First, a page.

How to cite: Ahlgrimm, M., Kirsch, B., and Sakradzija, M.: Simulating cold pools with ICON during the FESSTVaL period, EMS Annual Meeting 2022, Bonn, Germany, 5–9 Sep 2022, EMS2022-238, https://doi.org/10.5194/ems2022-238, 2022.

Coffee break
Chairpersons: Gert-Jan Steeneveld, Carlos Román-Cascón, Bert Holtslag
Land-atmosphere interactions from models and observations II
16:00–16:15
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EMS2022-453
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Onsite presentation
Balázs Szintai, Helga Tóth, and László Kullmann

In current state-of-the-art Numerical Weather Prediction (NWP) models Leaf Area Index (LAI) is considered as an external parameter where monthly values are derived from long-term averages. Such an approach is not capable of describing vegetation anomalies e.g. during severe droughts, when LAI values (especially over non-irrigated grasslands and croplands) could be considerably lower than long-year averages of the selected month. A solution for this inaccuracy is presented in this study, with the aim to use satellite LAI observations in the NWP model. The main difficulty with such an approach is that high resolution (e.g. that of Sentinel) satellite vegetation products have a time lag of 10-15 days. To overcome this the following system was developed: satellite vegetation observations are assimilated in an offline land data assimilation system which is capable to deliver a soil and vegetation state analysis 10 days prior the actual date (T-10d). From T-10d we integrate the offline surface model with prognostic vegetation until the current date; and the resulting vegetation state (at time T) could be merged with the operational analyses of the NWP model.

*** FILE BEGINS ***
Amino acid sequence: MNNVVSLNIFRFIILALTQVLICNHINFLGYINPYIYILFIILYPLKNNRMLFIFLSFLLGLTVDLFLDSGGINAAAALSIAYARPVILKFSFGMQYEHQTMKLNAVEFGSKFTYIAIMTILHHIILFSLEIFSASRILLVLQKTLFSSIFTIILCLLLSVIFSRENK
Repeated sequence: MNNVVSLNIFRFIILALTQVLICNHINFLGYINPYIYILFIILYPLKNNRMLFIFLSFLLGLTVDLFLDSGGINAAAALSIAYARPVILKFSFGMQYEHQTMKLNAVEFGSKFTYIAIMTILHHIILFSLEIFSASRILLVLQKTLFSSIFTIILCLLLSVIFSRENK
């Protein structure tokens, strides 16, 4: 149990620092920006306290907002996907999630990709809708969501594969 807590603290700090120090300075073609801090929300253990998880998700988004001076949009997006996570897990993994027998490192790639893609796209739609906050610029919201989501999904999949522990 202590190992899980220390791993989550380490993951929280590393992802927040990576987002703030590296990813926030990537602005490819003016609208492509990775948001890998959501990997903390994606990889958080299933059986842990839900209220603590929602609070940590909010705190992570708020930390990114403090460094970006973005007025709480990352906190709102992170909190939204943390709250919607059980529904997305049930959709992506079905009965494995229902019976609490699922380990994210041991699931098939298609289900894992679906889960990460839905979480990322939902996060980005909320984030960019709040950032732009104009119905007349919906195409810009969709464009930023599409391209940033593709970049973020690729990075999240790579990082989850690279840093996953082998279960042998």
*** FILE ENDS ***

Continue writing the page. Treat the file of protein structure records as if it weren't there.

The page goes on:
In the present study the AROME-Hungary NWP system is used, which is run operationally at the Hungarian Meteorological Service (OMSZ) at 2.5 km horizontal resolution. For the simulation of surface processes the offline SURFEX land surface model is applied, which in its present version utilizes the ISBA-Ags simplified photosynthesis scheme to simulate LAI prognostically. In SURFEX-offline an Extended Kalman Filter method is used to assimilate Leaf Area Index satellite measurements, from the OLCI sensor of Sentinel-3.

The capabilities of the system and the impact of LAI change on the weather forecast produced by AROME-Hungary are presented during summer 2021. In 2021 a cold spring was followed by very hot and dry summer in the Carpathian Basin. During July and August a severe drought occurred over Southern Hungary and Northern Serbia, and consequently maize fields over large areas were significantly underdeveloped (irrigation is very limited in the region). This LAI anomaly was well captured by the SURFEX-offline system. Results show that LAI can have an impact on the weather forecast produced by AROME in summer anticyclonic cases. Most affected variables are 2 m temperature and precipitation.